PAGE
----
3.  The Beardless Warriors by Richard Matheson.  I was reading this title for the first time when Richard Matheson passed earlier this year, and it is a truly masterful piece of storytelling.  It is the story of a young man ordered to the frontlines as a replacement soldier during the Battle of the Bulge in Europe.  He is transformed from a green recruit to a seasoned combat soldier in a matter of days, and what frightens him and the reader alike is how easily he takes to killing.  This is a masterpiece by one of the most consequential authors of his generation.

2.  Fire in the Hole by Elmore Leonard.  This is a collection of short stories written by Mr Leonard.  The title is from the story the television series “Justified” is based, and amazingly the pilot for the television series and the story are almost identical.  I devoured this collection in little more than one sitting, and as I read it my main thought—nobody writes like Elmore Leonard. 
1.  The Murderer Vine by Shepard Rifkin.  When I sat down to compile the best of list there was no doubt what the number one would be.  It is a perfectly executed crime novel, and an even better piece of civil rights literature.  Read the Gravetapping review.

Monday, December 16, 2013

CHASE by Dean Koontz

I am a longtime fan of Dean Koontz’s writing.  I enjoy all of Mr Koontz’s work, but I have a particular fondness for the work he produced in the 1970s and 80s.  I love his big genre mixing thrillers like Lightning, Cold Fire, and Twilight Eyes and more recently I have gained an appreciation for his earlier straight suspense novels like Shattered, After the Last Race, and Dragonfly.

I recently reread a short suspense novel written as by K. R. Dwyer titled Chase.  Benjamin Chase is a used up Vietnam veteran who received the Medal of Honor for an act he wants to forget.  He lives alone in an attic apartment.  He drinks to drown out the voices of the dead, and he wants to be left alone to grieve and regret.  His world tumbles into chaos when he saves a young woman from murder, and the would-be killer—a man who calls himself “Judge”—begins calling Ben on the telephone.      

Chase is a dark and disturbing novel.  It was written in the Vietnam-era and is infused with hard cynicism.  Chase is simple.  He is alone, guilty, and ashamed.  His isolation is perpetuated by the near hero worship, and simple minded patriotism, of the townsfolk.  He has judged himself as less than, but as Judge pursues his verdict against Chase, he is forced to face both himself and his demons.
Chase is all story, which is to say plot with a snatch of something close to meaning.  It is short and sleek.  It takes only a few pages to move from the opening scene banquet to the action.  That is not to say it is plotted from action scene to action scene because it isn’t; there is a legitimate mystery, and the psychology of the protagonist is interesting in itself, and the slow escalation of isolation between Chase and the police, and Chase and society creates a tension all its own.  The prose is crisp and with a touch of melancholy—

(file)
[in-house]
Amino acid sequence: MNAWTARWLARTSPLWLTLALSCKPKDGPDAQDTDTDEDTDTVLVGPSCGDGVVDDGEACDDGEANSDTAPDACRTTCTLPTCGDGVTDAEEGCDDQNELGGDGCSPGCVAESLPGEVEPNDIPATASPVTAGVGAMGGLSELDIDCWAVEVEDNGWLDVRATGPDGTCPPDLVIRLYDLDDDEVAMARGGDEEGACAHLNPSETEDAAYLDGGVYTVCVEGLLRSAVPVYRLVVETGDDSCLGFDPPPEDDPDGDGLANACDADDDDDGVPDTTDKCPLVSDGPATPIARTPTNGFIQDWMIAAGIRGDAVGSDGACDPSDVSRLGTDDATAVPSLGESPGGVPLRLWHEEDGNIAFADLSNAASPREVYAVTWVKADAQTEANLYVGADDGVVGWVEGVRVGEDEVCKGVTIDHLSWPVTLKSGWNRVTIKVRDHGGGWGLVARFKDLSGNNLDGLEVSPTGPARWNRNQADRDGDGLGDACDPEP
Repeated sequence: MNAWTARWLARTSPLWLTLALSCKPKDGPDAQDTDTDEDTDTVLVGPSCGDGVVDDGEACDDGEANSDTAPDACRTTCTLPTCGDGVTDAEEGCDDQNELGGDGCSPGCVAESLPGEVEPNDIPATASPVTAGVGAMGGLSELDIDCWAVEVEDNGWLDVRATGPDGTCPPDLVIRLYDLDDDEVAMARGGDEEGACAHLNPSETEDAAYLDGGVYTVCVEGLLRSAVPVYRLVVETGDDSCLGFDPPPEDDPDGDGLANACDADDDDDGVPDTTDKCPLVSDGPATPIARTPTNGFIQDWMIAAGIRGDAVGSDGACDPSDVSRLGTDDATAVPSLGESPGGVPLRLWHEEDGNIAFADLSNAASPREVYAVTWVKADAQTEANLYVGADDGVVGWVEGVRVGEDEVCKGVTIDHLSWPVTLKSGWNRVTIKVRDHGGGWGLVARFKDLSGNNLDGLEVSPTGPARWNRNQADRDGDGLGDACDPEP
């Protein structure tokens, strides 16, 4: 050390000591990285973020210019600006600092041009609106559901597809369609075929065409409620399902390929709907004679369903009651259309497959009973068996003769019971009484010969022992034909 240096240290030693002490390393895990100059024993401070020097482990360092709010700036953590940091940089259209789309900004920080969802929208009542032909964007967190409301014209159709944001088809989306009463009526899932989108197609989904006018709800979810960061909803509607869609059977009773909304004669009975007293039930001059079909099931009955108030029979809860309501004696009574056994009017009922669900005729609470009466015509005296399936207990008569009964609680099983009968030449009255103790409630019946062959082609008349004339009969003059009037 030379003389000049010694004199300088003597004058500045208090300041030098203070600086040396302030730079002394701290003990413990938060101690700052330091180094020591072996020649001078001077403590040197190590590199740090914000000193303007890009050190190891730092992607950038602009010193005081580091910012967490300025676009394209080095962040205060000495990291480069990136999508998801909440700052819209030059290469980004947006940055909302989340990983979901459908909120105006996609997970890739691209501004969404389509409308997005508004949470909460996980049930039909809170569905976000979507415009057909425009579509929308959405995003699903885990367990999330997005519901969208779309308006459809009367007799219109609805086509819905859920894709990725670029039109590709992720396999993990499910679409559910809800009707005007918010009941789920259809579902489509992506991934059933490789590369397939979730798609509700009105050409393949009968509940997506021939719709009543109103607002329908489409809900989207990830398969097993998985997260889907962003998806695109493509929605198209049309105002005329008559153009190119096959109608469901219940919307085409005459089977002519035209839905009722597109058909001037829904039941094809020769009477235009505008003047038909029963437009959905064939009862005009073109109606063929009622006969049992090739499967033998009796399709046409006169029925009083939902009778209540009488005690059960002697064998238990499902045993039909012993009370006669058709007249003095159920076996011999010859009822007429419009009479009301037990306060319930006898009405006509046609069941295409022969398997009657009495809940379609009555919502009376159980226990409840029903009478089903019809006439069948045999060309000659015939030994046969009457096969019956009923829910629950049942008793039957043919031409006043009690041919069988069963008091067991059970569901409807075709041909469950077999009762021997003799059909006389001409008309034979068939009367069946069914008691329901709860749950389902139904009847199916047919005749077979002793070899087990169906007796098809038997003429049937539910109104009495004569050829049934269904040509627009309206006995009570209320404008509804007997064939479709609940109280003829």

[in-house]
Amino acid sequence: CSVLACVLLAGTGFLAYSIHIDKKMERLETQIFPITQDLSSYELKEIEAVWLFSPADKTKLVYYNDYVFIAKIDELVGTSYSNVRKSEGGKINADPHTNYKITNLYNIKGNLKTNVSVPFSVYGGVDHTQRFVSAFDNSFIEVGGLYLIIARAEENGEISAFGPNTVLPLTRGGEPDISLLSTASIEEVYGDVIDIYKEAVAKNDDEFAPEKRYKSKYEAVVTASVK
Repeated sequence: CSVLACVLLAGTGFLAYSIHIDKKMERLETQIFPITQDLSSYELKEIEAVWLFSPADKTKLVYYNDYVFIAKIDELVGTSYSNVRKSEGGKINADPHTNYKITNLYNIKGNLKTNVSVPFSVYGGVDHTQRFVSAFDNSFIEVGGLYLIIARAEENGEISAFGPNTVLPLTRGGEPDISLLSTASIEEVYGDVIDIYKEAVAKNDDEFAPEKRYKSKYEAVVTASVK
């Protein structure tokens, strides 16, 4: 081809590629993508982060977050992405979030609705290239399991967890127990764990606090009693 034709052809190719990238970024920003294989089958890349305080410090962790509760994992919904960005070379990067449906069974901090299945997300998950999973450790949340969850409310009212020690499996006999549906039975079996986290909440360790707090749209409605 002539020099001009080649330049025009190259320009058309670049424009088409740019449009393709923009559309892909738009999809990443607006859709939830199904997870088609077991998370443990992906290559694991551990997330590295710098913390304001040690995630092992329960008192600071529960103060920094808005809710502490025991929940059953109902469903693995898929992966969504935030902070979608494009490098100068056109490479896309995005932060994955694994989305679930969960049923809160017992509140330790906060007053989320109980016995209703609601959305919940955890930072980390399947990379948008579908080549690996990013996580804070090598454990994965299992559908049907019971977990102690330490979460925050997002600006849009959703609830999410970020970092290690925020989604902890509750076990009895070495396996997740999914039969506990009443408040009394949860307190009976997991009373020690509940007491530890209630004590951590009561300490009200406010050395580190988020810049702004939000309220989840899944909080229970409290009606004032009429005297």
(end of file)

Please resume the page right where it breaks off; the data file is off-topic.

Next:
“Maybe it was better to be without a woman than to die and leave behind one who grieved so briefly as this.”      
It opens as a straight forward suspense novel—how will Chase save himself from Judge—to something approaching a vigilante novel.  The climax is both surprising and horrifying; even disturbing.  Its suddenness and violence surprised as much on my second reading as it did the first.  Chase isn’t one of Dean Koontz’s big novels, and it may not appeal to most of his current readership, but it a fine example of high velocity classic suspense.  But that ending is a killer.    

Chase was originally published by Random House in hardcover in 1972.  It was reissued in Mr Koontz’s collection Strange Highways in 1995.  The reissued version was touched up before its release, but what was changed, other than the addition of a brief opening chapter setting the time and place of the story, I’m not sure.

Sunday, December 15, 2013

DRAGON GAMES by Stephen Mertz

2008. Beijing, China. The world has descended on China for one of the most spectacular public relations campaigns in modern history.  The Summer Olympics mark China’s celebration, and notice to the world, that it has arrived as a major world power, and it is of the utmost importance nothing go wrong.  A small group of private foreign security agents are hired to help protect the influx of both Western athletes and tourists.

The novel begins with the opening ceremonies in the behemoth stadium coined “the bird’s nest” with an unexpected and very violent operation involving both the private security firm and Chinese Special Forces.  A group of what the Chinese believe to be terrorists are captured in the delivery access area of the stadium.  It is a quick and violent operation that isn’t noticed by anyone, including the media, but leads the protagonist, Tag McCall, into a dark and dangerous mission that will cost him more than he can fathom.

Dragon Games is a throwback in the thriller racket.  It is more adventure and less bombast.  The writing is tight and literate, and the plot is streamlined into an action packed story that is more believable, and therefore more suspenseful, than the common variety 21st Century thriller.